Accepting that more than one person can be right came naturally to Moses growing up in a family full of compelling personalities — older sister, professor father, therapist mother. “You’re shaped to see all sides,” he said. “The way to have the most secure place in the family is for everyone to feel like you might be aligned with them.”

Several of Moses’s plays have made drama out of debates: among contestants to replace the organist in an 18th-century German church (“Bach at Leipzig”); among baseball players with different opinions about steroid use (“Back Back Back”).

“The Ally” was inspired by several developments roughly a decade ago that seemed to Moses to expose liberalism’s contradictions — “events,” he said, “where I felt myself pulled in multiple directions and was interested in that tension.”

The 2014 police killing of Michael Brown in Ferguson, Mo., spurred protests that highlighted “the affinity between the Black Lives Matter movement and Palestinian liberation,” Moses said. The impression was reinforced when in late 2016 a Manhattan club canceled a Black Lives Matter benefit over the movement’s position on Israel, which included accusing the country of “apartheid” and “genocide.”

The dynamic raised what Moses termed one of his play’s “trickiest questions,” namely: “whether the fight against antisemitism belongs as a coequal branch of the social justice movement.”

During the same period, a debate arose across the country at college and universities over whether chapters of Hillel International, the Jewish student union, ought to permit anti-Zionist speakers. Some campus Hillels defied national guidelines to give such thinkers a platform.

“I felt myself reflexively sympathetic with young people wanting to be able to say what they want,” Moses said of the Open Hillel movement. “But there were other people who I thought were smart and who I respected, not opposing that necessarily, but saying, ‘Well, let’s think about that.’”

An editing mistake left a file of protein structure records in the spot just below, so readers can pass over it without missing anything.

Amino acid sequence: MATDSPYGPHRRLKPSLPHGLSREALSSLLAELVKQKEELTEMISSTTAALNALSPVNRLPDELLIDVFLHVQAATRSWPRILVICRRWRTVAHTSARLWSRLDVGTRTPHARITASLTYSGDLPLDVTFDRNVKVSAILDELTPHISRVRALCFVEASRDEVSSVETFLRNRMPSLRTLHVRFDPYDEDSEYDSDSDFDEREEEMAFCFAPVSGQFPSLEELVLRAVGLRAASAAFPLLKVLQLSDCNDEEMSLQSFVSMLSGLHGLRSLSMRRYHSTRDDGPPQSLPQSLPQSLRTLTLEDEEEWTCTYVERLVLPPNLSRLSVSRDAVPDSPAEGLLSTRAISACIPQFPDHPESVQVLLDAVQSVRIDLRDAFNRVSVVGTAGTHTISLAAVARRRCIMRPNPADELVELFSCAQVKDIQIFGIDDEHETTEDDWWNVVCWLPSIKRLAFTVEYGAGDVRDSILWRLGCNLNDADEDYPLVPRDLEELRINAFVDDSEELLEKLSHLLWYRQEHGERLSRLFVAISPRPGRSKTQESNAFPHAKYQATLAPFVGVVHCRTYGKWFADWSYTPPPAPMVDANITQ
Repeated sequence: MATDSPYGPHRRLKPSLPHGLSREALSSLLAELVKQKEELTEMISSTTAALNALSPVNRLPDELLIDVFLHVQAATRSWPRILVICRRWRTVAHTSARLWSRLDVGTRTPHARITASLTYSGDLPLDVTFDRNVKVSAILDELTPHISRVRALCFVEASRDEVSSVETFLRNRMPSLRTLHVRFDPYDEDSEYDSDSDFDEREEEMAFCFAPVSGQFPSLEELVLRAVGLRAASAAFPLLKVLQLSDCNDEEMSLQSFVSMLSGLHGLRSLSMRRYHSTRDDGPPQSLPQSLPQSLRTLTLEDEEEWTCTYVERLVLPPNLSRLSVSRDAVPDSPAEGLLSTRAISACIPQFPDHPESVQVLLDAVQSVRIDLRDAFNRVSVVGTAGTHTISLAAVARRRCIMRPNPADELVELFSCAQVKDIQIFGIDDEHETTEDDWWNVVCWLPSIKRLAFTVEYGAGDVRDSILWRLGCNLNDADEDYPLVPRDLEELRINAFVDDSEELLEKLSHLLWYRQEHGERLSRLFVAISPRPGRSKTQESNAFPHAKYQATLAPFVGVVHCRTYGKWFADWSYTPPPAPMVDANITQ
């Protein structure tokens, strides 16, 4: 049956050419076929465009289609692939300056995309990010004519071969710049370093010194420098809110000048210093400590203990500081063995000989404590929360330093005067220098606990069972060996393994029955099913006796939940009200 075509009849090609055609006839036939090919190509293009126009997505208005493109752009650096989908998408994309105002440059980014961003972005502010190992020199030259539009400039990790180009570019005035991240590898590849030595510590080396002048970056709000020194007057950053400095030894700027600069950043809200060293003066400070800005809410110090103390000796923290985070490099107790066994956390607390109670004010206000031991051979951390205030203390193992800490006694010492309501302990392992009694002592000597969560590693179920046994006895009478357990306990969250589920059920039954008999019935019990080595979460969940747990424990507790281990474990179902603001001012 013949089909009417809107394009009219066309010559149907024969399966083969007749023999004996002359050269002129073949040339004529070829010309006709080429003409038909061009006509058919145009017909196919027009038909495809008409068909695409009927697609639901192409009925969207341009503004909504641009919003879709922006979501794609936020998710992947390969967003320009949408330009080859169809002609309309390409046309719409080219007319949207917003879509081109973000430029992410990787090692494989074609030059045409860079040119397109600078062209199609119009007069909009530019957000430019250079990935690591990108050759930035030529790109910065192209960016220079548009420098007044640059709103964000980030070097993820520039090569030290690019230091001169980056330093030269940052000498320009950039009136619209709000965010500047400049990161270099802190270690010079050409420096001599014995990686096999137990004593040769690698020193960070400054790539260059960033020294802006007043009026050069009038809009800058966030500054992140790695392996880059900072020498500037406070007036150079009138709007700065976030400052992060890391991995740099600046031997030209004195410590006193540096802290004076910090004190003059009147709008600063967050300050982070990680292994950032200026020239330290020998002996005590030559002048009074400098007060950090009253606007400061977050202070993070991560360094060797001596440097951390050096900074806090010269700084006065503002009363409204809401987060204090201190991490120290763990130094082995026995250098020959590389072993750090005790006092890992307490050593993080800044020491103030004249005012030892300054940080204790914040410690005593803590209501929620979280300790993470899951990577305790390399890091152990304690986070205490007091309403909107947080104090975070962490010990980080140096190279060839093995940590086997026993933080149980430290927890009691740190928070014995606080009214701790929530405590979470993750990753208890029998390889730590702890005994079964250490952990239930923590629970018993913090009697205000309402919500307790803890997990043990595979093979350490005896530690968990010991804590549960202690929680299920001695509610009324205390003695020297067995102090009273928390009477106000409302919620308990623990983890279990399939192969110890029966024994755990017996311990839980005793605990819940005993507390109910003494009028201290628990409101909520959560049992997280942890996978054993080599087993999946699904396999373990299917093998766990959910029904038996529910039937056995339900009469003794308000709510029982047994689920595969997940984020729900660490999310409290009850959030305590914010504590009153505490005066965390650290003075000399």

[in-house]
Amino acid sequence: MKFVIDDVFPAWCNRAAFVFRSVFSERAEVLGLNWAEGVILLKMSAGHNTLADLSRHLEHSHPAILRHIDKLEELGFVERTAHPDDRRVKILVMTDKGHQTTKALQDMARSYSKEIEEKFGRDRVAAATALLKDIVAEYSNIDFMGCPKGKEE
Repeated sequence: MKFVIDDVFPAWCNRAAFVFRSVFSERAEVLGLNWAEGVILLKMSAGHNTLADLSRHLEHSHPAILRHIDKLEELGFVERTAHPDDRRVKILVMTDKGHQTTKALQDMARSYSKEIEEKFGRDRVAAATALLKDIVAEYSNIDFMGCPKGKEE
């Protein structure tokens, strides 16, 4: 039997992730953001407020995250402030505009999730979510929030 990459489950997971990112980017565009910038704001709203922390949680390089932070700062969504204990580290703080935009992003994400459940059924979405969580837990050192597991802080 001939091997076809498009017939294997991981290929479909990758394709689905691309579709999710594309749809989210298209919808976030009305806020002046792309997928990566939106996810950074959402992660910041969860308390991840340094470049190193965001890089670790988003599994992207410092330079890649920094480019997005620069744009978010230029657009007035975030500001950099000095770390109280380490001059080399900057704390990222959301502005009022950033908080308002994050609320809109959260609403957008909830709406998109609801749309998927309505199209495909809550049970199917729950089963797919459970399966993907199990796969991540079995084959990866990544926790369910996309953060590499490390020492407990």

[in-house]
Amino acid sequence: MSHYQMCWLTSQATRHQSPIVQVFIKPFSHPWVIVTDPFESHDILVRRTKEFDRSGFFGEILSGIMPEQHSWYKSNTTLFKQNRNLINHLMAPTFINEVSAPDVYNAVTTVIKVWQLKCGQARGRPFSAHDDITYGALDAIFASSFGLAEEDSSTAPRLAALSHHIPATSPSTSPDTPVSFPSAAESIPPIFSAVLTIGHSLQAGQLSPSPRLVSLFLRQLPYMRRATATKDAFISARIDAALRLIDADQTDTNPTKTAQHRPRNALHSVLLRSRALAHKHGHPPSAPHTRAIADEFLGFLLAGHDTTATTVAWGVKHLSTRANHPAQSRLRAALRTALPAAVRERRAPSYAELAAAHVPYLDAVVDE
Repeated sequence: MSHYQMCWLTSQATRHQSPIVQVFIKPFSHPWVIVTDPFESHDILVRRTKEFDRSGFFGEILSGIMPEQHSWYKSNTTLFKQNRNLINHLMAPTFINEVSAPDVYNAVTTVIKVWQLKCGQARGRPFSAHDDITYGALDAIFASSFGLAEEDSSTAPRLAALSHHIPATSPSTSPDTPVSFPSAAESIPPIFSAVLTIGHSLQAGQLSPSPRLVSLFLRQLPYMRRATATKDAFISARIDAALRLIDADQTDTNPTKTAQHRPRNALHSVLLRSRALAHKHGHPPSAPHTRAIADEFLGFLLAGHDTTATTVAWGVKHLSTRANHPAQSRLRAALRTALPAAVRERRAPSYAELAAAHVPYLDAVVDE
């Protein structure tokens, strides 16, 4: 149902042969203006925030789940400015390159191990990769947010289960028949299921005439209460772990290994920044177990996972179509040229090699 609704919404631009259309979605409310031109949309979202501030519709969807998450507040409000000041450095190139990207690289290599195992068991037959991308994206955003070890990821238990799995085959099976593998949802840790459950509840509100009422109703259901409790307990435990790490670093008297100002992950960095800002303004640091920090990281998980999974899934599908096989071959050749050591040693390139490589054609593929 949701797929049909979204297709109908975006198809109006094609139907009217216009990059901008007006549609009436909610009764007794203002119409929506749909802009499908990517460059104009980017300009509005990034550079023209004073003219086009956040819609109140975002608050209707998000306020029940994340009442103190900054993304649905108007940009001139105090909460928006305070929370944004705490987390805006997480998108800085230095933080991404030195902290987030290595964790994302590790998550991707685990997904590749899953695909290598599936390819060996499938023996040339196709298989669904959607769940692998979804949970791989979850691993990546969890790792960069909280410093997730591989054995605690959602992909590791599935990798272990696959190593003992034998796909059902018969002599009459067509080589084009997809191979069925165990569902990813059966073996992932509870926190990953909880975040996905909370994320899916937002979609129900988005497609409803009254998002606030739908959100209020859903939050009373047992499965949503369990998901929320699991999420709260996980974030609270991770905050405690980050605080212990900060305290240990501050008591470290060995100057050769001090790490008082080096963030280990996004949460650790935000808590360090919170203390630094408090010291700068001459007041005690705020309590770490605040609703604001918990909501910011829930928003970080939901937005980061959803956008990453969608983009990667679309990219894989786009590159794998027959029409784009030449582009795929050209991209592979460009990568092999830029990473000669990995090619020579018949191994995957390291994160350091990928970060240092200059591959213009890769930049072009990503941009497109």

The solution to Moses’s inner conflict was to grant every opinion its due and make the defining question for every character how much he or she is or is not who you expect them to be.

“My job is to be an advocate for every character,” said Neugebauer, the director. “We’re trying to do something difficult, which is invite people to listen to a number of different perspectives on subjects about which people may have tremendously entrenched perspectives that they have not entirely consciously considered.”

Moses began noodling with what became “The Ally” when Barack Obama was still president. Five years ago, it seemed bound for the Public and, following a coronavirus-related delay, its dates this winter were set last spring.

Then Oct. 7 happened. Moses put the play in a drawer for a month.

Oskar Eustis, the Public’s longtime artistic director, consulted friends, staff and his board and determined the show must go on, even if — as he acknowledged is inevitable — the play and its characters will not go down smoothly with every member of the audience.

“It’s actually more urgent than ever,” he said. “Our inability to talk about this in New York or listen to viewpoints we disagree with leads to the violence we’re seeing.”

Taibi Magar, who last year directed “An American Tail,” a musical for which Moses wrote the book and, with Michael Mahler and Alan Schmuckler, the lyrics, singled out Moses’s acuity at rewriting his plays — “a mental ability,” she said, “not required of a lot of other kinds of writing” — and connected it to his broader frame of mind.

The ending of “The Ally” has borne the brunt of Moses’s changes. The play concluded one way in a working draft the production was using earlier this month; another, slightly different way in a preview performance earlier this week; and potentially, Moses said this week, a profoundly more different third way by opening night.

Unchanged, however, is the lights’ going down with Asaf alone onstage. In addition to their close life stories, Moses conceded that he agreed with Asaf when the character says, “I’ve never been, like, a ‘mob enthusiasm’ person.”

In fact, Moses insisted he never tried to stack the deck to make sure one particular side of any argument seemed to win or lose definitively. “I just want them to make really good cases,” he said.